I’ve been in Washington for three weeks now. Spending time with Howard Dean’s internet campaign manager (Joe Trippi) last week has been one of the highlights and I’ll write more about that soon… A lo-light was a two-and-a-half hour plane trip to Texas. I was sat next to a very large American lady who needed a good very proportion of my seat space for her own considerable bulk. America has a real obesity problem. A recent report put the annual medical costs at $75billion. Surveys have suggested the UK costs of obesity are at least £2bn pa – and rising.
One conservative American Governor – Mike Huckabee – has made the problem of excessive consumption a personal and political priority. Governor Huckabee (of Arkansas) lost over 100lbs over the course of a year in his own war against flab (see above).
Huckabee has also instituted a state-wide programme to cut obesity rates. This is what he told yesterday’s New York Times (subscription required):
"I don’t want to be the sugar sheriff. I don’t want to be the grease police. That’s not my job. But when I look at our state budget, and I see that every year our Medicaid budget is increasing by 9 to 10 percent, and I look at state employees’ health plans and I see that those costs are escalating at double digits and twice the rate of inflation — as a fiscal manager, I have not only the right but frankly also the responsibility to see what can we do to improve this bottom-line cost."
Obesity is another very good example of how increasing demand for government is putting an ever higher floor under the size of our increasingly bloated government. Small government fundamentalists object to any government programmes that, for example, attempt to tackle obesity or promote healthy marriages. Calls for such modest programmes are drowned out by reactionary cries of ‘Nanny state! Nanny state!’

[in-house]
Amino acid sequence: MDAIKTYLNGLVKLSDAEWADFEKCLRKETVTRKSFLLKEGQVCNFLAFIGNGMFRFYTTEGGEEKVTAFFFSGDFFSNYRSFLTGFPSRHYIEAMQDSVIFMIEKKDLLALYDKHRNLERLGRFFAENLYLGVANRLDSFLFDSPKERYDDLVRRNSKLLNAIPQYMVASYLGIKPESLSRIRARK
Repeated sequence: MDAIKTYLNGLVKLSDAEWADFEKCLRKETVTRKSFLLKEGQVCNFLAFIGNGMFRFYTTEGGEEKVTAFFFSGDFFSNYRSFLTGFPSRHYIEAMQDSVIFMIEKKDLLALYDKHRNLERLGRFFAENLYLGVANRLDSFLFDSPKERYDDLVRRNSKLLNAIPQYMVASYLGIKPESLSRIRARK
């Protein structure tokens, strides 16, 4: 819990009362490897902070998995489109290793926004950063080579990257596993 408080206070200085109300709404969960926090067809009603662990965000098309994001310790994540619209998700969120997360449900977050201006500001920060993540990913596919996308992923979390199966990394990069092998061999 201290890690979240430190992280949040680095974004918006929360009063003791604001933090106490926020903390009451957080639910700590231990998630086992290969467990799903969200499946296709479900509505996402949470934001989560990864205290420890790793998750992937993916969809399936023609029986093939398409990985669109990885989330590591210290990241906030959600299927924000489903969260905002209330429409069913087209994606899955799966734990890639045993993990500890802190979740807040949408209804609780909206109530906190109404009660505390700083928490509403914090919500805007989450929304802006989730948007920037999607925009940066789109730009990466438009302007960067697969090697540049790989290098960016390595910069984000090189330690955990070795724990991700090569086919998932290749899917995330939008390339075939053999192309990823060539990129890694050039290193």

But modest investment in preventative programmes (ideally delivered by third sector organisations) can save the taxpayer a lot of money in future years. David Cameron appears to grasp this. In his recent ‘Nation of the Second Chance’ speech he said the following:
"The average taxpayer now contributes at least £570 every year to the direct costs of family breakdown, but only 21p is spent on trying to save troubled relationships. Paltry sums are invested in helping couples build healthy relationships in the first place. Harry Benson of Bristol Community Family Trust… runs superb relationship courses in ante-natal clinics, civil registrars and prisons. Everyone should be given the best opportunities to form stable, healthy relationships and, especially where children are planned, to develop happy, healthy marriages."
The road to a smaller state lies in healthier marriages, less obesity and more drug rehabilitation (among other things). It is essential that small government conservatives find ways of delivering such social goods…